people are given the  option to try.  There are  a lot of startup                                                               
costs.    Powering the  Donlin  Creek  Mine  with peat  has  been                                                               
researched.   The intention of  Amendment 1 is that  for personal                                                               
use or for  testing or product development, not  more than 20,000                                                               
cubic feet  of peat  be given  free of  charge, which  would give                                                               
someone  the chance  to get  started.   For users  requiring more                                                               
than [20,000 cubic yards], Amendment  1 would provide the peat at                                                               
20 percent of the appraised fair  market value.  He requested Mr.                                                               
Menefee to speak  to the issue of appraised  market value because                                                               
the problem is determining a value  when the product has not been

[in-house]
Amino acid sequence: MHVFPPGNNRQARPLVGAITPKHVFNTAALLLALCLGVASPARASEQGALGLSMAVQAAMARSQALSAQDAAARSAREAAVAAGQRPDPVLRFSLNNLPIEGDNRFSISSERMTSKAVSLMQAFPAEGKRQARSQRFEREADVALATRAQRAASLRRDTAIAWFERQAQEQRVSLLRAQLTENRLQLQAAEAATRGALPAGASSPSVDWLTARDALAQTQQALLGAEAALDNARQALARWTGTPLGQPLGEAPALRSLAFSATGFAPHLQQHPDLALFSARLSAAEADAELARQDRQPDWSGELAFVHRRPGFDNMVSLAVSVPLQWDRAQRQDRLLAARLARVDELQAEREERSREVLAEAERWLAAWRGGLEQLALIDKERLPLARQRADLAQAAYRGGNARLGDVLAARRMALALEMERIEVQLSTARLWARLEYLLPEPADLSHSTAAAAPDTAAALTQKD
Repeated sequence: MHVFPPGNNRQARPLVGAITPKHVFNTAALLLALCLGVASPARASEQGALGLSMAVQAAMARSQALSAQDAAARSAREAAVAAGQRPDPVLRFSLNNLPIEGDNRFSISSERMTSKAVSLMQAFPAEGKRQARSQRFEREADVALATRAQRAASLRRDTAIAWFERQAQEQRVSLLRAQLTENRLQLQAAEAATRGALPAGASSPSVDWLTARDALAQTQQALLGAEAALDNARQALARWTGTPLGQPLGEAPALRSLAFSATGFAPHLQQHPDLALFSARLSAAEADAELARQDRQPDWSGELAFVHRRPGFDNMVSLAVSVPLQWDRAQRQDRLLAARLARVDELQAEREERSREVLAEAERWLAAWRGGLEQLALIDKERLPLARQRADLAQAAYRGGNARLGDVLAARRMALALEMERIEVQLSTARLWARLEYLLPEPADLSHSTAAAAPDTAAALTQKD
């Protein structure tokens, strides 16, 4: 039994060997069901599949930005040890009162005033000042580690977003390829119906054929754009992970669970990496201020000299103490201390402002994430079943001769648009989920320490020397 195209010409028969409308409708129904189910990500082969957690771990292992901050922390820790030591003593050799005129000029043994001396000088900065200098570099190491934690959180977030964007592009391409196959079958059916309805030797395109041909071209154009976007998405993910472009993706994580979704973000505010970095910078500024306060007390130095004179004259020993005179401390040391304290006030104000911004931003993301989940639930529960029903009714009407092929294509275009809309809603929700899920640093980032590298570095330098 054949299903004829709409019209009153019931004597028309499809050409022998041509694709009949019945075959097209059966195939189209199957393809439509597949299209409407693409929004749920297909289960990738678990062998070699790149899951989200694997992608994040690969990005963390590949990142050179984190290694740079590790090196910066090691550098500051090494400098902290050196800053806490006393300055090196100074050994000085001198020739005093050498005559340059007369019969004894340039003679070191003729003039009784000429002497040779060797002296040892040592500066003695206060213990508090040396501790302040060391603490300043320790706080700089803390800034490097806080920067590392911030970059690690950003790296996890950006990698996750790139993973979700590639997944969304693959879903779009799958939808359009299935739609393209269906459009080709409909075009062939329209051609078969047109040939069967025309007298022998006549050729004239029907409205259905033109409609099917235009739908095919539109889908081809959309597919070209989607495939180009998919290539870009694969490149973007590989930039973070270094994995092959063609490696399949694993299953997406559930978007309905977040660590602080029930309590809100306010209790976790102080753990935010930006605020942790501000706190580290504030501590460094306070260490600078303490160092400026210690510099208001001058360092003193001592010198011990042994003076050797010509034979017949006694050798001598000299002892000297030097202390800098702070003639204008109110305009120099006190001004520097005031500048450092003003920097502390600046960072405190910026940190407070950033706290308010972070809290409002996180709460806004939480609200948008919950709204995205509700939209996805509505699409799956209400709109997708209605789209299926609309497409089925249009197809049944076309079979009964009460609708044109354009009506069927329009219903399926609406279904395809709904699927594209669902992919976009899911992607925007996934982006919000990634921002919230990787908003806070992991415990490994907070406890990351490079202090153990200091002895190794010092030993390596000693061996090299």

sold in  Western Alaska  before.   The idea is  not to  give away                                                               
state resources, he said, but to  see if peat is possible and, if                                                               
so, to ensure that the people doing it can make a decent profit.                                                                
                                                                                                                                
2:23:43 PM                                                                                                                    
                                                                                                                                
CO-CHAIR FEIGE asked how the peat would be harvested.                                                                           
                                                                                                                                
REPRESENTATIVE P. WILSON responded that  she has a constituent in                                                               
Petersburg who  burns peat taken  from the  lot in town  on which                                                               
his home  sits.   He cuts  bricks of peat,  dries them  in stacks                                                               
that are  laid across his  yard and  covered with tarps,  and has                                                               
now heated  his house  for several  years with the  peat.   He is                                                               
making  a  basement  to  his  house  by  cutting  the  peat  from